Priced out of Dublin: ‘Mam’s delighted. I don’t think she ever thought we’d be back’

Many people have left the capital, their life plans changed by the pandemic

Ciara Reynolds and two of her sisters recently moved back in with their parents in Eslin Bridge, Co Leitrim, part of a wave of people who have headed west, their life plans changed or at least accelerated by the pandemic.

Ciara (36), an architect, left Leitrim at 17 when she went to college in Belfast and since then has lived in London, Glasgow and Dublin where her employers, Mola Architects, are based.

Her sister Fiona, a pharmacist, relocated from Dublin to Leitrim during the summer and now works in Drumshanbo. Their other sister Áine, a primary school teacher, recently returned from Abu Dhabi.

“We might have rented a place together but there is nothing there,” said Ciara, who is now in the process of buying a house in Carrick-on-Shannon town centre.


“I have a lot of friends who have moved back because of house prices in Dublin.” Many of them, who hope to ultimately buy properties closer to home – but who are finding there is very little available – have moved back in with their parents on a temporary basis, she said.

Having been raised in a family of six, three girls and three boys, Ciara is enjoying the experience of being back in the family home with her sisters – and jokes that she thinks her parents are happy with the turn of events too.

“I think Mam is delighted. I don’t think she ever thought we’d be back.”

When Ciara decided to make the move in September there were just two properties for rent in Carrick-on-Shannon.

Before the pandemic she had been toying with the idea of buying a home in Stoneybatter in Dublin "but then everything changed". Covid underlined the importance of space and gardens and, given her interest in stand-up paddleboarding, the Leitrim woman says she is very lucky to be surrounded by lakes now.

Until last year when remote working became the norm, she never thought of relocating.

"I was pretty happy in Dublin. And I didn't think it was an option." When she eventually suggested to her employers that it would be as feasible to work remotely in Leitrim as Killester or Clontarf they didn't argue, "and now they are getting clients in the midlands so having me here is good".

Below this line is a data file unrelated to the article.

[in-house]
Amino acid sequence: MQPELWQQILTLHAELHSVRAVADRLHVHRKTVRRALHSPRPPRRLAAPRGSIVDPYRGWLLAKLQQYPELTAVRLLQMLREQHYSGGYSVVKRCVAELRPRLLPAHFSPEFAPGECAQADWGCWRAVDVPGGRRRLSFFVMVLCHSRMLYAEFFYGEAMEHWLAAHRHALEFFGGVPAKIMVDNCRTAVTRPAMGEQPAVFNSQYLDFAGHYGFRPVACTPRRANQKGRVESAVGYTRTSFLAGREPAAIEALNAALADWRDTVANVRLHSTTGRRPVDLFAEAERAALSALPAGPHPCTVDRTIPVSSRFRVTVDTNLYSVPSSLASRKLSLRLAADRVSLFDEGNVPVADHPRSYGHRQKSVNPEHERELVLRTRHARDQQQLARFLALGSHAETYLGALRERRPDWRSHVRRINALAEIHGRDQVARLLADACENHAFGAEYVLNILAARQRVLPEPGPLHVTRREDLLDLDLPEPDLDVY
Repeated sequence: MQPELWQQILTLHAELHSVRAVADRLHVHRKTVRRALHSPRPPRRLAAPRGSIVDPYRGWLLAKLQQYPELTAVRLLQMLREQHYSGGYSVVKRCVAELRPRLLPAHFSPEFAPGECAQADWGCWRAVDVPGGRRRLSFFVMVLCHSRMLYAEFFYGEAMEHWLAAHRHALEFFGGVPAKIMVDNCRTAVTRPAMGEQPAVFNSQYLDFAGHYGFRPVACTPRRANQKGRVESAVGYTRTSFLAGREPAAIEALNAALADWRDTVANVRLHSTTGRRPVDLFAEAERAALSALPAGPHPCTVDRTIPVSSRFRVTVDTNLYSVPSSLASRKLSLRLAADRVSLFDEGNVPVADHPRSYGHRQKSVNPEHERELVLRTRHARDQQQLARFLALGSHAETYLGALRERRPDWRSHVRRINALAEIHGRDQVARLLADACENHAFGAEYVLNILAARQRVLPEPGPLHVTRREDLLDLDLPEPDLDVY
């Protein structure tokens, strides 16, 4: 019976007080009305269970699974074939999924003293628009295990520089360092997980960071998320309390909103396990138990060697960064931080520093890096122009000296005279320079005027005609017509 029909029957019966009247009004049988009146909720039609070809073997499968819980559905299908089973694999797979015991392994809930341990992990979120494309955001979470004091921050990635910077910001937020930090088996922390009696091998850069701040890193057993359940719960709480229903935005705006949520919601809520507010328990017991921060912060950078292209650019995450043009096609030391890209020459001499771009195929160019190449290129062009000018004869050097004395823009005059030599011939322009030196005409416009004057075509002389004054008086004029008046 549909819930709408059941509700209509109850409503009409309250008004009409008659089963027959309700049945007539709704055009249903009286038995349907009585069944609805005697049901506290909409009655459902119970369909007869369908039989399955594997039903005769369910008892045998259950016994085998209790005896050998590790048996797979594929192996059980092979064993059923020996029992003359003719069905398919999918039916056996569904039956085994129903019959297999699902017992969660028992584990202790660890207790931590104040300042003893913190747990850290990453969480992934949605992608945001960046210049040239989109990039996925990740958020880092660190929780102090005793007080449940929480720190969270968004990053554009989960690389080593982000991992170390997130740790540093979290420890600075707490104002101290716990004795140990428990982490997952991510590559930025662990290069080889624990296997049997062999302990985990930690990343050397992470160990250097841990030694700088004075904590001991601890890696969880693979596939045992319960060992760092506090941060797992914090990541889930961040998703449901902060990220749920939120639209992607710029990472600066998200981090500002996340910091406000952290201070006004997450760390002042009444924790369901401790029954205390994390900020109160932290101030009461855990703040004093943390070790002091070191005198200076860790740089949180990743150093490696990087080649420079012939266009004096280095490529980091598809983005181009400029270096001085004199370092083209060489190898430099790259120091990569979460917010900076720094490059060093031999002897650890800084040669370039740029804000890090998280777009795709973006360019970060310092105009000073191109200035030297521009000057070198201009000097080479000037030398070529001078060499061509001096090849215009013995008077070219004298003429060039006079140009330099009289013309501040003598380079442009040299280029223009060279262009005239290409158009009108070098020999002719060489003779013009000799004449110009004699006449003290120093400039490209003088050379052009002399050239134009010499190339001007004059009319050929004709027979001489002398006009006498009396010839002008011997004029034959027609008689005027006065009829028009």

‘Very little available’

John Butler (33) is an architect also based in The Hive remote working hub in Carrick-on-Shannon. A cousin of Reynolds, he recently moved from Dublin where he had lived for six years, working with Aughey O'Flaherty Architects. He has now set up his own company, "something I would not have done without lockdown".

Butler is back living on the family farm and, with properties to rent or buy almost impossible to find in Leitrim, he is lucky that his ultimate goal is to renovate an old dwelling on his parents’ land.

“In an ideal world I would rent in the meantime but there is very little available,” he said.

While in Dublin, Butler had always returned home at weekends to work on the family farm so he decided to move back in March 2020, when he realised he would not be able to leave the city during lockdown.

Eventually he gave up his Dublin base which was costing €750 a month in rent. Through his work he has met others who have made similar life changes.

“In my line of work young couples are my bread and butter so I have a few clients who are extending family properties, maybe doing up their grandparents’ homes,” he said. Planning permission for one-off housing is difficult to get in Leitrim but some are hoping to build new homes. “These are people who moved back during lockdown, and I would not have had these clients if it wasn’t for Covid.”

‘Way beyond references’

Because Dubliner Paul Dunne was planning his move for two years he is very conscious of how prices have increased in Leitrim, Longford and Roscommon during that period. "The rents have risen by 30 per cent in two years," said the founder of Amployees, a company based in Carrick. He says houses costing €850 to rent two years ago are now up at €1,150.

Dunne is lucky in that he is paying €1,150 a month for a comfortable four bedroom house with good broadband in Longford while renting out his Dublin home for “considerably more”.

Through his work he has met many people interested in relocating, some with family connections in the region and some with no links.

"Now that hybrid working is looking like the norm I think there will be less people thinking of working from places like Barbados but they will look at Carrick and Longford where it is feasible to go to Dublin for one or two days a week."

With landlords now in a position to choose from several potential tenants, he is shocked by the level of information including details about income, that some are demanding. “It goes way beyond references. I feel sorry for people who don’t tick all the right boxes.”